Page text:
- You ask the question, “What do you think?”
This is a process that all organizations can start today if they are serious about incorporating servant leadership. There are 4 steps that are listed in the diagram and should be done in order. It is very, very important that this is done across all levels of leadership. Meet with all current leaders. Identify any gaps they have and give them the training and the opportunity to change. Finally, if they don’t change, have the courage to address the problem.
#2 - People don’t know how they make an impact
Everyone works to make money. We have to ensure that our basic needs are covered and hope that there is a little more leftover. However, the motivational factor of money is short lived and never completely satisfies. It’s that item that draws your attention for a short period of time then quickly fades. It’s like a sugar rush. There is an initial high that sugar brings you and then you crash. When that crash is over, you will want more sugar. Always wanting more. Never completely satisfied. Now, I’m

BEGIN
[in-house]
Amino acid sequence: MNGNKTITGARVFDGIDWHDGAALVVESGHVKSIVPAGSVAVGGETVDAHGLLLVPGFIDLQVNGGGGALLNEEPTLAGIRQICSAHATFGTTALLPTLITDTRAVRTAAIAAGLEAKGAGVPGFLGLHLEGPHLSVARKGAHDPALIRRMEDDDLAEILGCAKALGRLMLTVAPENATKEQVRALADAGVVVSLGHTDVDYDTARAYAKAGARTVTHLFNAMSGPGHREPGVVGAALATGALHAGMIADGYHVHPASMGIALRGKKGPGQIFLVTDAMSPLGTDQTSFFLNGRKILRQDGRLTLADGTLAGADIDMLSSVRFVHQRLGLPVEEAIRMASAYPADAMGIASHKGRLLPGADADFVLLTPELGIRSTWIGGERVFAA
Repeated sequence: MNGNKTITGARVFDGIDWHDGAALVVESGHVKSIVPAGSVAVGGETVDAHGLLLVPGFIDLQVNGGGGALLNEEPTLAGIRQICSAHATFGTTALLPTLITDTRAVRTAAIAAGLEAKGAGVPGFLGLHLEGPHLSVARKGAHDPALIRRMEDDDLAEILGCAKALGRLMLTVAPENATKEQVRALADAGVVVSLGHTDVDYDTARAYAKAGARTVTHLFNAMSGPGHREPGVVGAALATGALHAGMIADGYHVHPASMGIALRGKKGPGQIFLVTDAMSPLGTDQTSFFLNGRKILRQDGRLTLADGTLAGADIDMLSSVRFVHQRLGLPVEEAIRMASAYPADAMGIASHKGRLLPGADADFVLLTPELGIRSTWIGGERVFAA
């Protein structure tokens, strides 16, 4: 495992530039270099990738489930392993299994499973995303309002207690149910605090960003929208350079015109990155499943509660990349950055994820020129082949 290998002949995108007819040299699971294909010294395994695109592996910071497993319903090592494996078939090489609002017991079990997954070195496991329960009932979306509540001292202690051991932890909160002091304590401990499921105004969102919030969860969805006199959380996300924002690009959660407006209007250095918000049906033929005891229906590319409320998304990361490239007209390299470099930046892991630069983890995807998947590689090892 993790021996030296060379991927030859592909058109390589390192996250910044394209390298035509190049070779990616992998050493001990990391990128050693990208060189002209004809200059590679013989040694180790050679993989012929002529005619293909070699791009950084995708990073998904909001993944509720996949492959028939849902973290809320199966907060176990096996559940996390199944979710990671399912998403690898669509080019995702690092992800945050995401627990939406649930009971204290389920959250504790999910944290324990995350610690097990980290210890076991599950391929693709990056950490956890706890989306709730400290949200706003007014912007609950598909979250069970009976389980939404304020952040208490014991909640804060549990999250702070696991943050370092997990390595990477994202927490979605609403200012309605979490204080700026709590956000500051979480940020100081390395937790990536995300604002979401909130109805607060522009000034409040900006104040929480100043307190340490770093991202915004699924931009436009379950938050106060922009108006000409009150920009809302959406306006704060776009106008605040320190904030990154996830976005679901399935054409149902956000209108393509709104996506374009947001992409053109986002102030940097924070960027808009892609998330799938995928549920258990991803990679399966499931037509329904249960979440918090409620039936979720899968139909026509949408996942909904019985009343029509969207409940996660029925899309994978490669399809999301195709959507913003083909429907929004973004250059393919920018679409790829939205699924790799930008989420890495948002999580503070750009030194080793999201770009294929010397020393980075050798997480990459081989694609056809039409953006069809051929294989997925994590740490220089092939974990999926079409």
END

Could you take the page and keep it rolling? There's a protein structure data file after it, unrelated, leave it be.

overweight! Money never completely satisfies.
People want to know how they make a difference. Think about this:
- How does my job affect the organization? How does that in turn affect me?
- What number do I influence on the financial statements? How does that in turn affect me?
- How does my job affect the customer? How does that in turn affect me?
- How does my job affect my community or society? How does that in turn affect me?
Wow! If every person knew and understood these questions would they feel different about their job?
What to do about it
Open the Books and Teach the Numbers.
Use the 3-step method: Share the financials, Teach the financials, and Teach each employee how they affect the financials.
Step 1 | Share the financials
Being transparent with information has to happen. People need access to the data. You don’t need to share items such as wages and other confidential employee information. However, all employees need to know how they and the organization are performing. That performance is measured by the numbers on the income statement, balance sheet, and cash flow statement.